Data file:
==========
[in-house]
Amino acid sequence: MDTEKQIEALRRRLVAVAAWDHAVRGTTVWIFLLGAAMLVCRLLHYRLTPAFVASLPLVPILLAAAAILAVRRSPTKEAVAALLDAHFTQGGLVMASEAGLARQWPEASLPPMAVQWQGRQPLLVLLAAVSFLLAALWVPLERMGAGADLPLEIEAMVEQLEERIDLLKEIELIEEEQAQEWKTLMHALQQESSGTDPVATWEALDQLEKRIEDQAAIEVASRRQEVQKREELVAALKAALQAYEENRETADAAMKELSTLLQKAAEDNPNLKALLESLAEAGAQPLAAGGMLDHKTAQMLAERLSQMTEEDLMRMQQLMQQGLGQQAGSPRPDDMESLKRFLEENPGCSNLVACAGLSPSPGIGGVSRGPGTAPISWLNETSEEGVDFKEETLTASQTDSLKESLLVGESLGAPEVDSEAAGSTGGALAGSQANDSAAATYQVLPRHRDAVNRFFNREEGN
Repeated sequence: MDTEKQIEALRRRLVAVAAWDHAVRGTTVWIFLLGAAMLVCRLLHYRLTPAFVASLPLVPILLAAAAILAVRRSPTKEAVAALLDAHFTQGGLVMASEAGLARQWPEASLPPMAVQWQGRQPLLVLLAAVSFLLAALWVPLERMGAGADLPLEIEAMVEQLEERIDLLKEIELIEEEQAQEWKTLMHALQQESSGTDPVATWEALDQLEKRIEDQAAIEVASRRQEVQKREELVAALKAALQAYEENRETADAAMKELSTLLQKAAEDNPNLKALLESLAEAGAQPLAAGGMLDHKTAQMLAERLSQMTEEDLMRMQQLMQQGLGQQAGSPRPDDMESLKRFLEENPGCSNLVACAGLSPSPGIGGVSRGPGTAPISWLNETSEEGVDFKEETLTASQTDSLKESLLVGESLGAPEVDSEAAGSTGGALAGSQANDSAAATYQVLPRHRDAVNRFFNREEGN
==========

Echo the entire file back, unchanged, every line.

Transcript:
[in-house]
Amino acid sequence: MDTEKQIEALRRRLVAVAAWDHAVRGTTVWIFLLGAAMLVCRLLHYRLTPAFVASLPLVPILLAAAAILAVRRSPTKEAVAALLDAHFTQGGLVMASEAGLARQWPEASLPPMAVQWQGRQPLLVLLAAVSFLLAALWVPLERMGAGADLPLEIEAMVEQLEERIDLLKEIELIEEEQAQEWKTLMHALQQESSGTDPVATWEALDQLEKRIEDQAAIEVASRRQEVQKREELVAALKAALQAYEENRETADAAMKELSTLLQKAAEDNPNLKALLESLAEAGAQPLAAGGMLDHKTAQMLAERLSQMTEEDLMRMQQLMQQGLGQQAGSPRPDDMESLKRFLEENPGCSNLVACAGLSPSPGIGGVSRGPGTAPISWLNETSEEGVDFKEETLTASQTDSLKESLLVGESLGAPEVDSEAAGSTGGALAGSQANDSAAATYQVLPRHRDAVNRFFNREEGN
Repeated sequence: MDTEKQIEALRRRLVAVAAWDHAVRGTTVWIFLLGAAMLVCRLLHYRLTPAFVASLPLVPILLAAAAILAVRRSPTKEAVAALLDAHFTQGGLVMASEAGLARQWPEASLPPMAVQWQGRQPLLVLLAAVSFLLAALWVPLERMGAGADLPLEIEAMVEQLEERIDLLKEIELIEEEQAQEWKTLMHALQQESSGTDPVATWEALDQLEKRIEDQAAIEVASRRQEVQKREELVAALKAALQAYEENRETADAAMKELSTLLQKAAEDNPNLKALLESLAEAGAQPLAAGGMLDHKTAQMLAERLSQMTEEDLMRMQQLMQQGLGQQAGSPRPDDMESLKRFLEENPGCSNLVACAGLSPSPGIGGVSRGPGTAPISWLNETSEEGVDFKEETLTASQTDSLKESLLVGESLGAPEVDSEAAGSTGGALAGSQANDSAAATYQVLPRHRDAVNRFFNREEGN